They share many similarities, such as food habits, reproduction, habitat, parasitic behavior, and the ability to cause diseases.
However, there are also significant differences between them, which justifies their distinct categorization.
20 Protozoa vs Bacteria Differences
|1||Both aerobic and anaerobic forms are present. |
Most bacteria are Aerobic, but few anaerobic ones exist like the clostridium.
|Protozoa are less than 50μm in size and relatively larger. |
Smallest one range between 1 to 10 μm long. While the biggest has a size of 150 μm.
|Comparatively, bacteria are smaller, around 0.5–5.0μm. |
But rarely around 750μm to 20mm. (Ex; Thiomargarita Magnifica Bacteria)
|2||Shapes||Non-shaped, slipper, oval, round-shaped.||Spherical, filament, chain, corkscrew.|
|3||Cell type||Eukaryotic cell with a distinct nucleus.||A prokaryotic cell without a nucleus.|
|4||Cell wall||Lacks cell wall around the plasma membrane||Has a thick cell wall as a protective cover around the plasma membrane|
|5||Cell flexibility||The cell shape is flexible.||Cell shape is rigid and does not change except when it converts to a spore.|
|7||Spore Stage||Spore formation is absent||Forms spore to tide over harsh conditions.|
|8||Toxins||Protozoa do not produce toxins.||Bacteria produce both endo and exotoxins to destroy other cells.|
|9||Movement||All protozoans are movable. Pseudopodia, Cilia, or flagella are responsible for their movements.||Many bacteria are motile but some are non-motile.|
Motile bacteria can do so due to flagella.
|10||Climate requirements||They are present in all habitats but are not tolerant of harsh conditions.||They require normal conditions but can live in extreme cold, heat, and Acidic and alkaline pH.|
|11||Respiration||Only Aerobic forms are present.||Protozoans rely on organic matter, while some, like euglena, opt for photosynthesis.|
|12||Food habits||Drugs easily kill them and have less resistance.||Bacteria are autotrophs, heterotrophs, chemotrophs, saprophytes, commensals, and parasites.|
|13||Reproduction||Protozoans reproduce asexually by binary fission and sexually by conjugation||Bacteria reproduce asexually by binary fission. But sexually|
|14||Scientific Applications||Protozoa comparatively are less useful for scientific and technological benefits.||Bacteria find wide usage and are explored for rDNA, biotechnology, and medical uses.|
|15||Drug effects||They are easily killed by drugs and have less resistance.||Bacteria like tuberculosis and Pseudomonas are less affected by drugs. In general, bacteria can develop resistance to most antibiotics.|
|16||Stress resistant||Resistant||Highly resistant |
(can tolerate heat, cold, drought, and other adverse conditions).
|17||Taxonomical position||As per taxonomy, they are eukaryotes and hence are in higher order than bacteria.||They are prokaryotes and are assigned the lowest position in the taxonomy chart.|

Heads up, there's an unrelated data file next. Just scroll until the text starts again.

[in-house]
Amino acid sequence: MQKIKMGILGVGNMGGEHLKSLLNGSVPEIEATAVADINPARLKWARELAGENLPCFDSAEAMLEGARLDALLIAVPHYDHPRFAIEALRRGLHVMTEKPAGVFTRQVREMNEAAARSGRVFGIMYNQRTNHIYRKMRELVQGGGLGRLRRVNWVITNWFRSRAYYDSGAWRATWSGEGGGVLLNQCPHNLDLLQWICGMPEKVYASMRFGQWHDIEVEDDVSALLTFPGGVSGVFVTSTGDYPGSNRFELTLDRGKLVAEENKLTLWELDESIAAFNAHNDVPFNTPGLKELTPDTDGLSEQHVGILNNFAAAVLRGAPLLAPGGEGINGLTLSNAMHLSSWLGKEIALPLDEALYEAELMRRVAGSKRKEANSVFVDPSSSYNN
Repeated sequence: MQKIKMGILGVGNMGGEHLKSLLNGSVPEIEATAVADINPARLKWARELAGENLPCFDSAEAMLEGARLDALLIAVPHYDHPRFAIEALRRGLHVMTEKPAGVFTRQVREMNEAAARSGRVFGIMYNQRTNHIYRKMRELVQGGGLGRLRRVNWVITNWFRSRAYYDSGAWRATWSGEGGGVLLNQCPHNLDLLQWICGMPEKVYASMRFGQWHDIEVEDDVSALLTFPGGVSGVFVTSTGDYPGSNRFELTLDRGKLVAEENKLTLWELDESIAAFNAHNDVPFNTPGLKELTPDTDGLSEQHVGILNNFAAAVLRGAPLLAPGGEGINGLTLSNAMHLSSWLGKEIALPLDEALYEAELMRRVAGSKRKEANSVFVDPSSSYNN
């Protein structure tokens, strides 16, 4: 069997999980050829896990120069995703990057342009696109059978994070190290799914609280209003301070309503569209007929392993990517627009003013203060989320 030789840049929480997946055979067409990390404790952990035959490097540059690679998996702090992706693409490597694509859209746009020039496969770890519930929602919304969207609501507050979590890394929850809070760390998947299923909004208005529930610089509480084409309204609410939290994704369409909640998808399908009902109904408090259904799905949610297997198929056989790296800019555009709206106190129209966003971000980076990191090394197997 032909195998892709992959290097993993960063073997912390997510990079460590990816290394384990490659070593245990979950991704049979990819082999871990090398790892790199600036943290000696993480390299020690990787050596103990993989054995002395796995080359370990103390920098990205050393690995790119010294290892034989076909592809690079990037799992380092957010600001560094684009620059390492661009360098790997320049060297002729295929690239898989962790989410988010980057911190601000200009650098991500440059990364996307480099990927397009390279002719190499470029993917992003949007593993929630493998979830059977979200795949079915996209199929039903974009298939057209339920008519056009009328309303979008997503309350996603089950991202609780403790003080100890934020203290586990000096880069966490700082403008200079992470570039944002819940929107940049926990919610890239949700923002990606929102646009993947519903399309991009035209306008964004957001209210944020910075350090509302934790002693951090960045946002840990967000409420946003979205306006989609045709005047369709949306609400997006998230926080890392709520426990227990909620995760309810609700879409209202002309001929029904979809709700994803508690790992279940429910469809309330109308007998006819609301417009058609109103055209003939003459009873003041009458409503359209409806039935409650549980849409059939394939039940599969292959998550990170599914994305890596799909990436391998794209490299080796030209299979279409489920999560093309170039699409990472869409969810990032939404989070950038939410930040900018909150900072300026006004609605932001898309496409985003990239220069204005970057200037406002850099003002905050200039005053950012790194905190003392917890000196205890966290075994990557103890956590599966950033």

|18||Predation||Protozoa eat bacteria||Bacteria try to resist protozoa predation.|
|19||Disease Examples||Amebiasis, Malaria.||Syphilis, Tuberculosis.|
|20||Examples||Ameoba, Paramecium, Euglena||Salmonella, Pseudomonas, E-Coli.|
The above points on bacteria vs. protozoa indicate the specific properties of bacteria, which make them more robust and omnipresent.
Mitochondria produce energy in the form of ATO through oxidative phosphorylation, while in bacteria, the inner cell membrane produces ATP as it has protein complexes.
The protons are pumped into the space between the cell membrane and cell wall, where they are used by ATP synthase to produce ATP.
Bacteria transform into spores when conditions are unfavorable and emerge from the spore when conditions are favorable.
Therefore, spores are protective stages of bacteria and are difficult to destroy.
Bacteria can survive in severely cold and hot conditions, unlike protozoa. For example, the bacterium Thermus aquaticus can grow at a temperature of 70-75℃.
In contrast, Planococcus halocryophilus bacteria live at temperatures of -15℃.
From the above, it appears that their food habits are similar, like being either autotrophs or heterotrophs. But, some bacteria are also chemotrophs, meaning they derive energy by oxidation of inorganic materials like iron, sulfur, or magnesium.
Their reproduction is also similar as they both have binary fission for asexual reproduction and conjugation for sexual reproduction. But bacteria show more options like transduction and transformations.
For human use, bacteria are used for biotechnology, fermentation, and in the food industry. But, protozoa find less use comparatively.
As prokaryotic cells, the DNA and RNA synthesis also varies slightly in bacteria, making them an easy target for antibiotics.